“Kammerer’s experiments were proved to have been fraudulent (1926)” — Fleck is here quoting from Otto Nägeli, Allgemeine Konstitutionslehre in naturwissenschaftlicher und medizinischer Betrachtung, Berlin: Springer, 1927, 50–51. But, as always, Fleck is skeptical of such an easy explanation. “In spite of the accusation implied by Nägeli, I do not believe in a simple case of bad faith on the part of Kammerer, who was an original and diligent research worker.” (Fleck, 1979, 173n20) ::

#13 (of 18)

by Möller and Müller — I.e., Johannes Möller and Paul Müller, Grundriss der Anatomie des Menschen für Studium und Praxis, 2nd edn., Leipzig: Veit, 1914. Fleck notes: “This compendium, written for general practitioners, has about 510 pages, compared with the 850 pages of Bartholin’s Anatomy. The printed area of the page is almost the same in each case.” (Fleck, 1979, 182n21) ::

#14 (of 18)

Vesalius’ Anatomy, edited by Fontanus — I.e., Nicolaus Fontanus, ed., Librorum Andreas Vesalius de humani corporis fabrica epitome ... Cum annotationibus Nicolai Fontani, Amsterdam, 1642. ::

#15 (of 18)

They symbolize Death — “There is a special compulsive mental association between the skeleton and death. Fontanus, 1642, p. 3: ‘In my view, when ghosts or nocturnal shadows frighten a person, they do it in the form of skeletons.’” (Fleck, 1979, 182n23) ::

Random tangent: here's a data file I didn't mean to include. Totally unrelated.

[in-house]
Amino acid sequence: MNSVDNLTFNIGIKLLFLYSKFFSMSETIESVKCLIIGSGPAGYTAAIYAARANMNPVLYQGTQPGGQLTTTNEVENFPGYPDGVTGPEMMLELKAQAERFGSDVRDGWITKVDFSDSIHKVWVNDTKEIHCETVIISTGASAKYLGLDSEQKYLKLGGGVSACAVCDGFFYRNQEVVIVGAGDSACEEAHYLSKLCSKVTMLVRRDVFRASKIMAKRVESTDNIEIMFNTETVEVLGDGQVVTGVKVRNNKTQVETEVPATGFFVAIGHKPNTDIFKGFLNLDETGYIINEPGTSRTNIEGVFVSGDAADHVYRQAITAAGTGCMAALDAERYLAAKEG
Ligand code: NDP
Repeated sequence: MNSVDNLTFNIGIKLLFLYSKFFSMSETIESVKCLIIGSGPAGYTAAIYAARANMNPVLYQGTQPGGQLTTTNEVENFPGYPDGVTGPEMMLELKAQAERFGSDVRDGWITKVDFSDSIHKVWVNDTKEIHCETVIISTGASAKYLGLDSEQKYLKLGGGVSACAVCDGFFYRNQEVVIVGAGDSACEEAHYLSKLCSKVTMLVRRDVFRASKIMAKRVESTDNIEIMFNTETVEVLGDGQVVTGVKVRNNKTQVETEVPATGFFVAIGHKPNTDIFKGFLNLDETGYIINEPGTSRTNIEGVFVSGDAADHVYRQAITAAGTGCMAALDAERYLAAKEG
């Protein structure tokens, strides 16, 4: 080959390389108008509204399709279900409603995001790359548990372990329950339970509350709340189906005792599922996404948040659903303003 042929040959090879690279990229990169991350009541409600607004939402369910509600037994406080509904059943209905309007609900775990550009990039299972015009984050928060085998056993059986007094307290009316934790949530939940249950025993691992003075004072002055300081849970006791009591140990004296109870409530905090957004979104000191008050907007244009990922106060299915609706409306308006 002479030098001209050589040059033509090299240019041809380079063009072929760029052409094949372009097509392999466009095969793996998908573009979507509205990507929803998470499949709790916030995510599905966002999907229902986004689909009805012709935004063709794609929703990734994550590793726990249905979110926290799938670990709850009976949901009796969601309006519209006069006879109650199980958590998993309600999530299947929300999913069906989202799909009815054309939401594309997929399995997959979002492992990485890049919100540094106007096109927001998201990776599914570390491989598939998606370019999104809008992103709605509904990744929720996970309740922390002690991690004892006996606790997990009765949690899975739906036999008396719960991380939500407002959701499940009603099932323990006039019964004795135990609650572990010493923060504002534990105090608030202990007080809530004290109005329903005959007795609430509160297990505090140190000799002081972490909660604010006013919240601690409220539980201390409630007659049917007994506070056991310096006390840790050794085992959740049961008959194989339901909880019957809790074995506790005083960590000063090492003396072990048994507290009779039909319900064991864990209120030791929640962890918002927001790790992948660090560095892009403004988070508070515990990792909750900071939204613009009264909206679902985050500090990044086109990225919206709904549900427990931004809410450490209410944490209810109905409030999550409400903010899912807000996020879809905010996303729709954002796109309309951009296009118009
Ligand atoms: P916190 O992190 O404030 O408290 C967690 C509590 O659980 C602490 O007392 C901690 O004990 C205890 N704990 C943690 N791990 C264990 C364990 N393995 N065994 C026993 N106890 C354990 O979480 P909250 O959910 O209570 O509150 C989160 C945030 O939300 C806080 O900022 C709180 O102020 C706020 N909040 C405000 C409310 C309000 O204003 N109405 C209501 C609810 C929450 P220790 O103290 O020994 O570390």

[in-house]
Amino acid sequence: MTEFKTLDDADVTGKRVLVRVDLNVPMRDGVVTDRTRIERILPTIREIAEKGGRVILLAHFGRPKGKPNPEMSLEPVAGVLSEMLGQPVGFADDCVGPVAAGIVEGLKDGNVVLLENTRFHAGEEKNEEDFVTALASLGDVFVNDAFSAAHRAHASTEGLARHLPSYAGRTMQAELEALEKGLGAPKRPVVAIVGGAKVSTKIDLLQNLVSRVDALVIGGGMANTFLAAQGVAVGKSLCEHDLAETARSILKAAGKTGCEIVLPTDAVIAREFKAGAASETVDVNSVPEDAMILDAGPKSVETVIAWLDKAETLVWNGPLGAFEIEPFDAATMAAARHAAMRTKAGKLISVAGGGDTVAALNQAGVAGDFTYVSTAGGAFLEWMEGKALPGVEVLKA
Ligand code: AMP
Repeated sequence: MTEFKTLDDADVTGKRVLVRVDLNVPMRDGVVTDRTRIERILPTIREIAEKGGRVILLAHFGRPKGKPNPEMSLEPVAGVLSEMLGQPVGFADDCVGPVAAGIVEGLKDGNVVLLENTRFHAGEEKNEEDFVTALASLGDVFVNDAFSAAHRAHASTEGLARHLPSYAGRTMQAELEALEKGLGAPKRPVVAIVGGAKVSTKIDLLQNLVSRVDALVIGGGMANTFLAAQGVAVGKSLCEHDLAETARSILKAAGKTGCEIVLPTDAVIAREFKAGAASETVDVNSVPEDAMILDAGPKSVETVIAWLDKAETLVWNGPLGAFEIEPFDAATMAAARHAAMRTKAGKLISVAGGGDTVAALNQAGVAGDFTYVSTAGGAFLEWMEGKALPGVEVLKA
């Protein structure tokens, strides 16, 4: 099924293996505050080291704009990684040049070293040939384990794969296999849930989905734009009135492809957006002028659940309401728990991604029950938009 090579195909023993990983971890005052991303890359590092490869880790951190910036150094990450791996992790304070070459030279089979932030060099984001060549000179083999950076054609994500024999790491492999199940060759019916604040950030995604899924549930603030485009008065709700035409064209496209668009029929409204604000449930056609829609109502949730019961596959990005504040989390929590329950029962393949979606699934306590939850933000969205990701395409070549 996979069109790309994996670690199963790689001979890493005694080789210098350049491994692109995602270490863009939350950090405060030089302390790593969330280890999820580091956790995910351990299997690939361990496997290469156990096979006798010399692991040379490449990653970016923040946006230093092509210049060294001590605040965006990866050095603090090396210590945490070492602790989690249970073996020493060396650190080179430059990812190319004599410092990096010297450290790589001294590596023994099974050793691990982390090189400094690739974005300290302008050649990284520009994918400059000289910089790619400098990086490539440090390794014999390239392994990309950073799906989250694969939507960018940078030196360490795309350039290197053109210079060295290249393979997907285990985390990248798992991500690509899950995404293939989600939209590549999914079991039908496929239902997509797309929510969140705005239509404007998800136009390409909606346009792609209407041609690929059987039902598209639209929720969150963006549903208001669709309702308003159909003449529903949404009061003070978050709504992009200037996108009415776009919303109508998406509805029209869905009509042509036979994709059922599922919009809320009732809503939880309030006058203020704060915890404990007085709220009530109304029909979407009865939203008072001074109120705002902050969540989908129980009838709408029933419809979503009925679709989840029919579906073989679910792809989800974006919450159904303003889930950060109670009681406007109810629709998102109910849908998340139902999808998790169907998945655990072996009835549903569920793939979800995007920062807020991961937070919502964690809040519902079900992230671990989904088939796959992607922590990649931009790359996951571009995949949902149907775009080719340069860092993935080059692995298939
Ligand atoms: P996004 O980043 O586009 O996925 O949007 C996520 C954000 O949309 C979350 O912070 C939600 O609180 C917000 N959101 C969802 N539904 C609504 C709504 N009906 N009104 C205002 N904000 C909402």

#16 (of 18)

the few that are included in modern anatomies about these bones — E.g., Carl Toldt, Anatomischer Atlas für Studierende und Aerzte, 3 vols., Berlin and Vienna: Urban und Schwarzenberg, 1900–03. Toldt “confines himself to: ‘Sesamoid or articulated bones are osseous growths, mostly small inclusions in tendons.’” (Fleck, 1979, 182n26) ::

#17 (of 18)

Löw’s concept of phosphorus — I.e., Joseph Löw, Ueber den Urin als diagnostisches und prognostisches Zeichen in physiologischer und pathologischer Hinsicht, Landshut: Thomann, 1809; 2nd edn., 1815. Löw’s concept of phosphorus, “steeped in the spirit of eighteenth-century Naturphilosophie” as described in his book about urine, is discussed by Fleck on pp. 127–33 (1979 Eng. edn.). ::

#18 (of 18)

A maximum of information is demanded — Fleck further notes: “This postulate concerning a maximum of information must be separately stressed, because it is an outstanding characteristic of the thought style of modern natural science. It can be formulated as follows: ‘No system of knowledge [eines Wissens] — for example, about a chemical compound or a biological species — must be regarded as closed in such a fashion that possible new findings might be rejected as superfluous.’ To assess the difference, compare the diametrically opposed position of a dogmatic knowledge that is regarded as completed. That is also a democratic feature of the thought style of natural science, which does not accord any preference or privileged position to previous over new knowledge.” (Fleck, 1979, 182–3n28) ::